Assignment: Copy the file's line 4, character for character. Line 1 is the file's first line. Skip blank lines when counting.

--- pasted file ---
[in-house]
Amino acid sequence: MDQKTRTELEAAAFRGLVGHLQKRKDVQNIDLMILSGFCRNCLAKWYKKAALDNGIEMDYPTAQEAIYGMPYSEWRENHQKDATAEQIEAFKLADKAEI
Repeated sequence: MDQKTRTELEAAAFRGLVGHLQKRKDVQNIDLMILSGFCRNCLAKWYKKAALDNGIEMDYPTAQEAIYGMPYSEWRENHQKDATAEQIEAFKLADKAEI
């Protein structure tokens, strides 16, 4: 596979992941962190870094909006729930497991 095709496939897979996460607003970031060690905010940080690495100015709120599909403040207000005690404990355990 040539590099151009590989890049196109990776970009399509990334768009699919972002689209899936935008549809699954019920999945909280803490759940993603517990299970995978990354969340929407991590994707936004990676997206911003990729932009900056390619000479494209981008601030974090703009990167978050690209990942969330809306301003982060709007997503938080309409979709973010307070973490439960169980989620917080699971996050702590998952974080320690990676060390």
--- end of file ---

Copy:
């Protein structure tokens, strides 16, 4: 596979992941962190870094909006729930497991 095709496939897979996460607003970031060690905010940080690495100015709120599909403040207000005690404990355990 040539590099151009590989890049196109990776970009399509990334768009699919972002689209899936935008549809699954019920999945909280803490759940993603517990299970995978990354969340929407991590994707936004990676997206911003990729932009900056390619000479494209981008601030974090703009990167978050690209990942969330809306301003982060709007997503938080309409979709973010307070973490439960169980989620917080699971996050702590998952974080320690990676060390």